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They Must Go Down to the Sea

September 07, 1986

The article on the Salton Sea that appeared in the View section on Aug. 25 ("Park Ranger Enjoys Hot Time at Salty Resort" by Ann Japenga) stirred more than a little resentment among local readers. The writer chose to describe the sea in its most negative context and gave readers very little indication that there might be a more pleasant aspect of life and recreation at the Salton Sea. People really do live here and like it here for many readable and verifiable reasons. Unfortunately we rarely get the public forum to expound on the virtues of our area.

A visit to the Salton Sea is not a conventional tourist hop. The small amount of development in terms of freeways, restaurants and motels is proportional to the large amounts of wildlife, unpolluted air and miles-wide landscapes. August is not our prime tourist season. It is hot--in fact this year we're experiencing record highs in temperature and humidity. Assessing the Salton Sea in August is as objective as assessing Lake Tahoe during a snowstorm: It's not a permanent condition.

Despite the heat many people choose to visit the sea in summer. Fishing off the rocks on a moonlit night, waiting for the silvery croakers to bite is pure magic. Feeling the remarkable thump of a hard-hitting corvina and coaxing the fighter in to shore is an experience few people forget. Great blue herons, black-necked stilts and snowy egrets performing their territorial displays and foraging allow observers to get surprisingly close--a real treat for bird watchers and photographers. The writer of the article obviously did not seek any of these experiences. Rather she reports on the oppressive heat, the bad smell, the lack of tourist facilities.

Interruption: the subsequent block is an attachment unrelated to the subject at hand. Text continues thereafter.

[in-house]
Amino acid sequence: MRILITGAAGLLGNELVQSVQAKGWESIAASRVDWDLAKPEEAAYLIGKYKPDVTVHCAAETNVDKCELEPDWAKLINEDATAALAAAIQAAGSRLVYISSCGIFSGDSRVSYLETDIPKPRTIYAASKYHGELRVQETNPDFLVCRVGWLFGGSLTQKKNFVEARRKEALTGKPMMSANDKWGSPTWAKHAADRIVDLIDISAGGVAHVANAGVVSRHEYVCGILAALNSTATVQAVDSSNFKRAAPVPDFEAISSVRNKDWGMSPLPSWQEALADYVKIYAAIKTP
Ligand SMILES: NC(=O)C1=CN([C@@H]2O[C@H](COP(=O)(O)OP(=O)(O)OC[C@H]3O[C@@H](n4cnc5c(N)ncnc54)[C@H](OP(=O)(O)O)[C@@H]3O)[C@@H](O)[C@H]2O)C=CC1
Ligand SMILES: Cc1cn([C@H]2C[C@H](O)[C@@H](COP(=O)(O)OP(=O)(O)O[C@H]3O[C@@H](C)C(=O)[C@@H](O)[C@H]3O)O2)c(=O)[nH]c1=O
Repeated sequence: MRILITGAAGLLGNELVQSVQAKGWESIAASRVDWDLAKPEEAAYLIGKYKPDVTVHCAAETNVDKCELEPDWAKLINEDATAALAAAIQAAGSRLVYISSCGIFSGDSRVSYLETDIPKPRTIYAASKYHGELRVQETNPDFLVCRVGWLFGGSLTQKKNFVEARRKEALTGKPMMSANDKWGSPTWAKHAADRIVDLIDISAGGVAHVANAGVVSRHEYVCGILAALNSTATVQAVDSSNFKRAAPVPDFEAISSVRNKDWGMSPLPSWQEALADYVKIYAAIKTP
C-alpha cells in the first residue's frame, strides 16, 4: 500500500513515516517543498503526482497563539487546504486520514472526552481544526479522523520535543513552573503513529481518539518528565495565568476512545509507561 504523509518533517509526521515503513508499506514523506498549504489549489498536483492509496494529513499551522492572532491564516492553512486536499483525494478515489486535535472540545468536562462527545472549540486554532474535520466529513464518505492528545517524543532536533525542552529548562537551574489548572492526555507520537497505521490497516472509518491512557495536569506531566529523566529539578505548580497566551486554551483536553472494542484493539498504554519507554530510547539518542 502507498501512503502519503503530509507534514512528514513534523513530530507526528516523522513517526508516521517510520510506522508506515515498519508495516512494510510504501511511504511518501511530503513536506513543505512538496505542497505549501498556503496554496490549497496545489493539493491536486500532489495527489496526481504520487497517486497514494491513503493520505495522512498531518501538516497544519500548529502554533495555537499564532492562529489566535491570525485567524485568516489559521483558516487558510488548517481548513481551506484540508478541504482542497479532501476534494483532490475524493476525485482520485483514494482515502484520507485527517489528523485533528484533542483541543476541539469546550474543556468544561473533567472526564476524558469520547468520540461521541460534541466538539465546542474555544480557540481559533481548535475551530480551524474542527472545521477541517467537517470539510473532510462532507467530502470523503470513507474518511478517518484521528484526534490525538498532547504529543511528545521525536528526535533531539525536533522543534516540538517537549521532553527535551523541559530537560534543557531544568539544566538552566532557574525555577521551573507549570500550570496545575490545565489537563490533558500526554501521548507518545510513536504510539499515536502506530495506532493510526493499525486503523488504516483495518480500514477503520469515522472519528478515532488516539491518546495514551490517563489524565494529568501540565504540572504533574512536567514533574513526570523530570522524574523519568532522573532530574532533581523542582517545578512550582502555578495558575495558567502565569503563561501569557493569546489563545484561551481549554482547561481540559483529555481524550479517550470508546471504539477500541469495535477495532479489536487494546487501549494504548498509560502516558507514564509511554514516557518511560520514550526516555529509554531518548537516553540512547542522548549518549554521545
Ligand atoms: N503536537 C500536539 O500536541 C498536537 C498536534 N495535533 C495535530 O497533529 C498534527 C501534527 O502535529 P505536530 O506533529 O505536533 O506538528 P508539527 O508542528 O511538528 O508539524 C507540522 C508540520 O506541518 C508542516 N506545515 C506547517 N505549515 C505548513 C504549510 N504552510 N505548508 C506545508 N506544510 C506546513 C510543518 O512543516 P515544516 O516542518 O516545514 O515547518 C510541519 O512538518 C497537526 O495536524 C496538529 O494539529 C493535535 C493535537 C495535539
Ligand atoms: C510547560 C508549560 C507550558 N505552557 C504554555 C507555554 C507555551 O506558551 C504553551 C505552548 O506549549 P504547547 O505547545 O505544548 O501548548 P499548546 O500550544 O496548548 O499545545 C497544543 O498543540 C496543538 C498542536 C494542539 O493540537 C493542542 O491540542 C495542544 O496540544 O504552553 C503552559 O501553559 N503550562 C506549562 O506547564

The Salton Sea experience might not be everyone's dream vacation, but it's definitely got more to offer than the author of the article reports.

BARBARA ANGERSBACH

North Shore, Calif.

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